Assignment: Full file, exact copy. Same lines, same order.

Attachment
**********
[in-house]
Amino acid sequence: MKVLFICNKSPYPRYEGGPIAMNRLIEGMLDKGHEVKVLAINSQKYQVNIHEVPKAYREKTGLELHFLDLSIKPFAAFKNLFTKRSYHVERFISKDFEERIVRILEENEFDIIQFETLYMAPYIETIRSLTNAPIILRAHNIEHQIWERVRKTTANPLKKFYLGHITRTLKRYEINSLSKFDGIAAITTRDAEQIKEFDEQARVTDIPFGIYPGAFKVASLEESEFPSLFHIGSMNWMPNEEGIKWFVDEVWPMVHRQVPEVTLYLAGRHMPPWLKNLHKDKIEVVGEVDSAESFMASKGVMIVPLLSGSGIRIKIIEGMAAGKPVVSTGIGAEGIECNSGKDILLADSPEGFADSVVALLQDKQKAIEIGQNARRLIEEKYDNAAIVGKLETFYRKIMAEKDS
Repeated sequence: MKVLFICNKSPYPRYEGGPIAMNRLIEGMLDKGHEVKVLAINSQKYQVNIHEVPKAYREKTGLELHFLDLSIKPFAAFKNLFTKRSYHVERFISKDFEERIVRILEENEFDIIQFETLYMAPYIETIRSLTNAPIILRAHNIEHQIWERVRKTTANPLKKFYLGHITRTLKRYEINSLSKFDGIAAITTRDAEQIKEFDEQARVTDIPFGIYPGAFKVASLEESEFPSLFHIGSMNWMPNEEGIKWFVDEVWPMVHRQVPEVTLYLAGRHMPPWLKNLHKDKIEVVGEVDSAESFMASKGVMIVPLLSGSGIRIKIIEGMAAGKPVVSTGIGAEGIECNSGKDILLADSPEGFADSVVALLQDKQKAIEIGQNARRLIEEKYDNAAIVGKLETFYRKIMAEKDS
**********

[in-house]
Amino acid sequence: MKVLFICNKSPYPRYEGGPIAMNRLIEGMLDKGHEVKVLAINSQKYQVNIHEVPKAYREKTGLELHFLDLSIKPFAAFKNLFTKRSYHVERFISKDFEERIVRILEENEFDIIQFETLYMAPYIETIRSLTNAPIILRAHNIEHQIWERVRKTTANPLKKFYLGHITRTLKRYEINSLSKFDGIAAITTRDAEQIKEFDEQARVTDIPFGIYPGAFKVASLEESEFPSLFHIGSMNWMPNEEGIKWFVDEVWPMVHRQVPEVTLYLAGRHMPPWLKNLHKDKIEVVGEVDSAESFMASKGVMIVPLLSGSGIRIKIIEGMAAGKPVVSTGIGAEGIECNSGKDILLADSPEGFADSVVALLQDKQKAIEIGQNARRLIEEKYDNAAIVGKLETFYRKIMAEKDS
Repeated sequence: MKVLFICNKSPYPRYEGGPIAMNRLIEGMLDKGHEVKVLAINSQKYQVNIHEVPKAYREKTGLELHFLDLSIKPFAAFKNLFTKRSYHVERFISKDFEERIVRILEENEFDIIQFETLYMAPYIETIRSLTNAPIILRAHNIEHQIWERVRKTTANPLKKFYLGHITRTLKRYEINSLSKFDGIAAITTRDAEQIKEFDEQARVTDIPFGIYPGAFKVASLEESEFPSLFHIGSMNWMPNEEGIKWFVDEVWPMVHRQVPEVTLYLAGRHMPPWLKNLHKDKIEVVGEVDSAESFMASKGVMIVPLLSGSGIRIKIIEGMAAGKPVVSTGIGAEGIECNSGKDILLADSPEGFADSVVALLQDKQKAIEIGQNARRLIEEKYDNAAIVGKLETFYRKIMAEKDS